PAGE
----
Democracy, Inequality and Representation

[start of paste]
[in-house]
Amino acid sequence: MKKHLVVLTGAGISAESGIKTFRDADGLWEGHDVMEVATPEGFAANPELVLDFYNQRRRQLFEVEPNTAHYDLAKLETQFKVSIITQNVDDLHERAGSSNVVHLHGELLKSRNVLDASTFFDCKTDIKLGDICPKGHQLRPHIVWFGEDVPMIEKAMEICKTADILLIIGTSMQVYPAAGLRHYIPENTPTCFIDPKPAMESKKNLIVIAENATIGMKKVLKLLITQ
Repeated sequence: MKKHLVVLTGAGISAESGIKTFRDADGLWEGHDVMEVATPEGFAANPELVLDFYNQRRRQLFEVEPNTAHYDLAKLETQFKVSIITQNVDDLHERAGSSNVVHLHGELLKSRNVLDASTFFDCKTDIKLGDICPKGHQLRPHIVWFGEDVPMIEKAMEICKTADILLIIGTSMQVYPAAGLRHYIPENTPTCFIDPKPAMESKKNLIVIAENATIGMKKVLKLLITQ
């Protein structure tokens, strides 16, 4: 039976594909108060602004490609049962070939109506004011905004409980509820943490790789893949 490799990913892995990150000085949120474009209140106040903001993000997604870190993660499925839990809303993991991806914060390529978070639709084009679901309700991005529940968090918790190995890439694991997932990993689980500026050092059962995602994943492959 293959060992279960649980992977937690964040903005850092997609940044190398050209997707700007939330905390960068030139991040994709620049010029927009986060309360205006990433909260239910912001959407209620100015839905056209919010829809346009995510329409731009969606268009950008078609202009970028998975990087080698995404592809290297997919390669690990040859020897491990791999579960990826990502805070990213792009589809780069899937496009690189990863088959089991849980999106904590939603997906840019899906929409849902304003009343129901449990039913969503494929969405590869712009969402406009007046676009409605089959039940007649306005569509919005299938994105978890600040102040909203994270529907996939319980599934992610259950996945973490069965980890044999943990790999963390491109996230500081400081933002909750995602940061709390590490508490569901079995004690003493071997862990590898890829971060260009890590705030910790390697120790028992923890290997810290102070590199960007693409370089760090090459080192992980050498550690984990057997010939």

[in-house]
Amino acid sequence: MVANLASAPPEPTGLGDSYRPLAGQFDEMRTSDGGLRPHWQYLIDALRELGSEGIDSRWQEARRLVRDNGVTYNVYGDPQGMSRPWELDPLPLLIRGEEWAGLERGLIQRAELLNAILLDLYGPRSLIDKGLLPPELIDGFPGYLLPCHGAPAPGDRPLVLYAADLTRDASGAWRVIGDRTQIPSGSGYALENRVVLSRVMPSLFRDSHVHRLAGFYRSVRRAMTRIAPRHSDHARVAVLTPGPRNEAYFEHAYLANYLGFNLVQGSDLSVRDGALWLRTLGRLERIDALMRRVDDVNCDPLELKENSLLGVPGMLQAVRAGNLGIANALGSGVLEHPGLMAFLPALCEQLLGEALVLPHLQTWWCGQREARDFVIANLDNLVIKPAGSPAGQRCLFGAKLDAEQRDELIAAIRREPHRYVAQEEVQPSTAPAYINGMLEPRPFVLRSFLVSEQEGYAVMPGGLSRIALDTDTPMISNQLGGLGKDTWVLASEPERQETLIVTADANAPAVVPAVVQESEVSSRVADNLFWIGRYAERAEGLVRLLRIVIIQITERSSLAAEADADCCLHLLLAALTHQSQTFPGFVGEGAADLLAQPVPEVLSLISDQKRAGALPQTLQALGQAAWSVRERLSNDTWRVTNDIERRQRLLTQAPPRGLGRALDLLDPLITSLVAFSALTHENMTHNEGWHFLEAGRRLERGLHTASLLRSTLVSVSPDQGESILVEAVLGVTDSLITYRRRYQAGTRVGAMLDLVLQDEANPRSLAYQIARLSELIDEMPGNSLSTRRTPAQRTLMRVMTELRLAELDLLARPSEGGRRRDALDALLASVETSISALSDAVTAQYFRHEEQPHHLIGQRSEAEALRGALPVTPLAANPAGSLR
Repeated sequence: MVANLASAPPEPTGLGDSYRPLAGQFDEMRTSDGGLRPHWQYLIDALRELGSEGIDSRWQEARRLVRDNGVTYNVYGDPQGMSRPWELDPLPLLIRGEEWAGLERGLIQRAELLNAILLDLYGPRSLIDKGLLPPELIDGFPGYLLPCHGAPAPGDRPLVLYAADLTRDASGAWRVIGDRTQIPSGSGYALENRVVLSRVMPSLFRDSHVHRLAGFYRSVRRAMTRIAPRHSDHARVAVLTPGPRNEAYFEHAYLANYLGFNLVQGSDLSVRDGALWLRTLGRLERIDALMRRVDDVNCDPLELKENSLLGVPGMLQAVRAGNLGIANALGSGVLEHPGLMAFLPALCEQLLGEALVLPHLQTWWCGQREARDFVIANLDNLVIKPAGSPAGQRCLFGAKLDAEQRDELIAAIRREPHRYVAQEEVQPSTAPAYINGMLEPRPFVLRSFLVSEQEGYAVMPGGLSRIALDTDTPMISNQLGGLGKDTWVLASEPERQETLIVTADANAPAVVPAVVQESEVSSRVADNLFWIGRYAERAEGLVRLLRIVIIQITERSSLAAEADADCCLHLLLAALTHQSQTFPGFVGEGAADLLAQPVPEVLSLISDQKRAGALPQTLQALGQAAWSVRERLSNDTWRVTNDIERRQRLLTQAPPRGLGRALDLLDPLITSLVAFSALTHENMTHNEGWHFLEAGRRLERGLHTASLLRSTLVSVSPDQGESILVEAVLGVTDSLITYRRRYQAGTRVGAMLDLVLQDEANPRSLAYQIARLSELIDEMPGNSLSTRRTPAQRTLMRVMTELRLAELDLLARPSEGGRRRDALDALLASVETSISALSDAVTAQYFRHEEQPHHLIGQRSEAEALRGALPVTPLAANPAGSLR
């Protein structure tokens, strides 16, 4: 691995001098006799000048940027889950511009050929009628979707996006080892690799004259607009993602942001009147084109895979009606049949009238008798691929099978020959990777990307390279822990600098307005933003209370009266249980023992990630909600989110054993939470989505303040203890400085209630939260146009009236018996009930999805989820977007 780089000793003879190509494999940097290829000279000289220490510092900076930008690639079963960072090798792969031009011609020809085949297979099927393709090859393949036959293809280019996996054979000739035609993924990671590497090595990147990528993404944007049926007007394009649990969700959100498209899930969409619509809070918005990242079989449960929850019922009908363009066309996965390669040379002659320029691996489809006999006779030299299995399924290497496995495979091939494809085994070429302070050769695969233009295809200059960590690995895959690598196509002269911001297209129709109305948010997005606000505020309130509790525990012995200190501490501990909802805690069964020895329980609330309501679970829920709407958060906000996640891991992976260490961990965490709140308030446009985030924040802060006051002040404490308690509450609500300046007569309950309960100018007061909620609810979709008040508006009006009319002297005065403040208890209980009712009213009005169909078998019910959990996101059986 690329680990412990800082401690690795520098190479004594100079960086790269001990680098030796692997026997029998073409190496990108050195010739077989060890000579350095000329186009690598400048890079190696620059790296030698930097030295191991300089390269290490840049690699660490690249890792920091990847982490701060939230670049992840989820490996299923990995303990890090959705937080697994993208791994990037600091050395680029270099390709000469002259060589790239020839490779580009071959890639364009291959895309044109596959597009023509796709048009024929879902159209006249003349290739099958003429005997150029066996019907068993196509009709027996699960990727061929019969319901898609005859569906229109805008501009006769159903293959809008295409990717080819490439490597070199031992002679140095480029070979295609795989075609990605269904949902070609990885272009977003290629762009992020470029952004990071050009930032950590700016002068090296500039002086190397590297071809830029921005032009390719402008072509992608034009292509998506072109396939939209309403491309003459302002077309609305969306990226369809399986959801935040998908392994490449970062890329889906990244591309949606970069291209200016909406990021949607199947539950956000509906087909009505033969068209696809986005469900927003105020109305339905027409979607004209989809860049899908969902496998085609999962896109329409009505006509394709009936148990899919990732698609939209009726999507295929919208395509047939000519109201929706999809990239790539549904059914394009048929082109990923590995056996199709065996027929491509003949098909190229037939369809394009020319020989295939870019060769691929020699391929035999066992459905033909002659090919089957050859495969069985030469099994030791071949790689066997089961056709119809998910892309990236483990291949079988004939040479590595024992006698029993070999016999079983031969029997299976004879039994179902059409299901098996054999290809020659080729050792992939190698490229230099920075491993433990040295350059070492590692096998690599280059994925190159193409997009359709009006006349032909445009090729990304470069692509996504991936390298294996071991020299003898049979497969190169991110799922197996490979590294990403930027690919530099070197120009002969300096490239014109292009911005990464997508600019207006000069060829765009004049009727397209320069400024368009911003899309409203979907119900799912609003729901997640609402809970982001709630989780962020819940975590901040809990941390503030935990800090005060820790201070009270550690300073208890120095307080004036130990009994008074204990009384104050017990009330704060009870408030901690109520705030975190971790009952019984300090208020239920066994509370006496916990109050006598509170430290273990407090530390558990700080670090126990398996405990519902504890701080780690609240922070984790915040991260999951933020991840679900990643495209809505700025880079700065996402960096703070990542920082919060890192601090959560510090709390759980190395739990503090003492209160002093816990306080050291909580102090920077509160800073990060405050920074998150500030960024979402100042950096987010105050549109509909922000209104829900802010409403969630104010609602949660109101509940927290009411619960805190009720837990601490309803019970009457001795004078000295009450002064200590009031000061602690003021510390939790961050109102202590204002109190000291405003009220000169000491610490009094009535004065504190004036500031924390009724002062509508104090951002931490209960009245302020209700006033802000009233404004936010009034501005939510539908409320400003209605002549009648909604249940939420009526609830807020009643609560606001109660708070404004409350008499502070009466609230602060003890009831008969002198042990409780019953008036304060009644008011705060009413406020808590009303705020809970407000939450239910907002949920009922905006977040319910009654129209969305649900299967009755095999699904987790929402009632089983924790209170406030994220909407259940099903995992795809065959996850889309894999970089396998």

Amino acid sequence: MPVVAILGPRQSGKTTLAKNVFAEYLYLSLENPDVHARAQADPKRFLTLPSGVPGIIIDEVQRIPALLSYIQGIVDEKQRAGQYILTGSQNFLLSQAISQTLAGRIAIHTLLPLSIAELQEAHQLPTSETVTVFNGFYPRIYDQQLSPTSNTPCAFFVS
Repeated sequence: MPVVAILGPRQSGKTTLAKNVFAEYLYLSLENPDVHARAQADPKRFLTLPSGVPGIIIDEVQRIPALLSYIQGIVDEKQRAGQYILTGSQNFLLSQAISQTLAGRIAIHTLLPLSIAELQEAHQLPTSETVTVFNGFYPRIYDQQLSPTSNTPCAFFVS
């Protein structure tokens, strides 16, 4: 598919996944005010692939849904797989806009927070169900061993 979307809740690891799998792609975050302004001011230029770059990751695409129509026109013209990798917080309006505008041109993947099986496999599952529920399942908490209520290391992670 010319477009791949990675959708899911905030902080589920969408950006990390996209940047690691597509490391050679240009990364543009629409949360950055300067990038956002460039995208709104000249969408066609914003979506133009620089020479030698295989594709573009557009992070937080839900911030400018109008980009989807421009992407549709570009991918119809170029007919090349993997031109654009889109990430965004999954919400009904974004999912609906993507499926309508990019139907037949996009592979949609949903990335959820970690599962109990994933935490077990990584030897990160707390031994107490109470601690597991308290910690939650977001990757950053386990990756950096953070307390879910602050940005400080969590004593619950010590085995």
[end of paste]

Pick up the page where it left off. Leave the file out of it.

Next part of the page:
The gap between the richest and poorest Americans has grown steadily over the last thirty years, and economic inequality is on the rise in many other industrialized democracies as well. But the magnitude and pace of the increase differs dramatically across nations. A country’s political system and its institutions play a critical role in determining levels of inequality in a society. Democracy, Inequality, and Representation argues that the reverse is also true—inequality itself shapes political systems and institutions in powerful and often overlooked ways. In Democracy, Inequality, and Representation, distinguished political scientists and economists use a set of international databases to examine the political causes and consequences of income inequality. The volume opens with an examination of how differing systems of political representation contribute to cross-national variations in levels of inequality.